When those seafaring French naturalists aboard the Étoile decided to call this delicate pink flower a bougainvillea and when the “Buginvillea spectabilis” was finally entered into the second volume of the fourth edition of Linnaeus’s Species Plantarum in 1799, what was lost was not just the local name of a bract. It was one of countless missed opportunities to counterpoint the Enlightenment view of the world, which European explorers carried around the world as the foundation of knowledge. Perhaps there was a brief moment there when we could have chartered a different relationship to nature that might have saved our planet from the environmental blunders that were set in motion with the Industrial Revolution.

It is also worth remembering that the male European dominance over natural history in this particular moment also represented a break in another tradition: herbalism. Traditionally, across many cultures, women were the mistresses of the world of herbs and plants. Natural history was mostly a domestic science, used in medicine and cooking.

But with botany emerging as a science in the eighteenth century, men of science began claiming for themselves the role of taxonomers and natural history experts, especially after Carl Linnaeus’s system of classifying plants according to their sexual and reproductive qualities threw the shadow of immodesty over the study of botany. Jeanne Baret’s biographer, Glynis Ridely, speculates that Baret was an herb woman who came into contact with the naturalist Commerçon because she was a source of information for him.

In Imperial Eyes: Travel Writing and Transculturation, Mary Louise Pratt traces the history of modern travel writing to this particular moment. “The South Sea expeditions of Cook and Bougainville, first organized around the transit of Venus in 1768, inaugurated the era of scientific travel and scientific travel writing,” she says. With Cook mapping the shores of Australia, those voyages marked the end of the era of European navigational exploration.

Now that there were no more new shores to plant the flag on, exploration shifted inland, aided and abetted by the naturalists and botanists and illustrators who found it easier to get sponsored by their governments and monarchs to accompany such expeditions. Much like the U.S. journalists who were embedded with U.S. soldiers during the U.S. invasion of Iraq, these supposedly neutral scholars and scientists would also disguise their sympathies under the cloak of seeking and classifying and disseminating information.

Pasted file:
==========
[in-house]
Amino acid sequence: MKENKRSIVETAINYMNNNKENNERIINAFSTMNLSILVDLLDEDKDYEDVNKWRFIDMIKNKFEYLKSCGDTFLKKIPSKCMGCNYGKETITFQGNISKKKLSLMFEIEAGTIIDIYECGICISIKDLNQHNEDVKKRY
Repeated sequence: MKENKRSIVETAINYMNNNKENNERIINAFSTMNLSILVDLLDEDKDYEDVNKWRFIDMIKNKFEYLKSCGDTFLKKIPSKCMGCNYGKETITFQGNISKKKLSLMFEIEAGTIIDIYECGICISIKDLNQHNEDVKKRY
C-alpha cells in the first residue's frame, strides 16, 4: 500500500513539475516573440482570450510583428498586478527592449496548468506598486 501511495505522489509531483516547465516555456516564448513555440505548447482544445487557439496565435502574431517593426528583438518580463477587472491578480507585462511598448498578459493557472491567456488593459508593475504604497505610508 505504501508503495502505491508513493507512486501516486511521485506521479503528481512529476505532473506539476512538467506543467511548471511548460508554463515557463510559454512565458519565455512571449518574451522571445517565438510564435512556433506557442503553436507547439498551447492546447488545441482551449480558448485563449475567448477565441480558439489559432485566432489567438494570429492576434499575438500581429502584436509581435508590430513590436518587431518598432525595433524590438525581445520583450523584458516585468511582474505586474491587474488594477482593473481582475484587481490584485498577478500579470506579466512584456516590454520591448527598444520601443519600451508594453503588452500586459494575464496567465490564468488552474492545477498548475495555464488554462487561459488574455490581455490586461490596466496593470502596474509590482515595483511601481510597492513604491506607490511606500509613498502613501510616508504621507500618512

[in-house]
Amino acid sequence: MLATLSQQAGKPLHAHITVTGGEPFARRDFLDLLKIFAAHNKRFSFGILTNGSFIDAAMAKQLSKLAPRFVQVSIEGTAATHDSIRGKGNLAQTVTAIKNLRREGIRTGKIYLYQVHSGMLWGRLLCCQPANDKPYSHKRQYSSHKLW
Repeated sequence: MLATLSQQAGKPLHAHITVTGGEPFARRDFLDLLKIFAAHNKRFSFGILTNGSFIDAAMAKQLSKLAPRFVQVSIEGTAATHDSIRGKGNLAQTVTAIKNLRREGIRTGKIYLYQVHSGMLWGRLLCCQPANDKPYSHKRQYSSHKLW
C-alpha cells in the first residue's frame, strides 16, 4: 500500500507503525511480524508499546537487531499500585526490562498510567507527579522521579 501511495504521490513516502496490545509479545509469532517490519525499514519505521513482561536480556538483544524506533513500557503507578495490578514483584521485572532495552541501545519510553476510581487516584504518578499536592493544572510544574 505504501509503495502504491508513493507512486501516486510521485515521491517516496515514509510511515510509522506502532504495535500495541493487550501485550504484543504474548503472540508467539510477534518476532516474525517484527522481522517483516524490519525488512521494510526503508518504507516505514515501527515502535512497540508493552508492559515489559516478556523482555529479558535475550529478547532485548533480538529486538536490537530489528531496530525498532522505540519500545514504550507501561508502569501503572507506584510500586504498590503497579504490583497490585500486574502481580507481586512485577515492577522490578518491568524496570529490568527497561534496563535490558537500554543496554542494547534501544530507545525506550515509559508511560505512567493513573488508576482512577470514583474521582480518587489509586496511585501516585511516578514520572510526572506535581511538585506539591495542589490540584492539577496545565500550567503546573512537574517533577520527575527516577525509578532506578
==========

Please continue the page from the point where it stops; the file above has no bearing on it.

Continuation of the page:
Pratt breaks down how scientific and later sentimental travel writing comes out of a European knowledge-building project that in turn was both tool and disguise for colonial expansion. Natural history asserted the European male authority over the planet and his rationalist, extractive understanding of people and places as opposed to experiential, community-oriented understanding. It anointed the white male authority figure as an obvious choice for the narrator of travel writing. This authority was a more utopian, innocent version of the colonial explorer’s authority. It was concerned more with science and natural history, but it managed to reinforce the expansionist systems of European surveillance and appropriation of resources.

The insidiousness by which natural history explorations continued the colonial project while setting themselves apart from it reminds me of how in our own times, tourists will often set themselves apart from other tourists by calling themselves travelers. While tourists are derided for their all-too-obvious desires, their kitschy souvenirs and their group travels, travelers are somehow deeper and seeking profound experiences. They may take the shape of voluntourists, who are convinced they are making the Third World a better place, or spiritual seekers looking to discover who they are amid the squalor. Increasingly plain old tourism is being whitewashed and greenwashed into “travel” in the same way that mercantile exploring was reframed as natural history explorations. But these reinventions are still operating within the same voyeuristic paradigms that their predecessors set in place.

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From Airplane Mode: An Irreverent History of Travel by Shahnaz Habib. Copyright © 2023. Available from Catapult Books.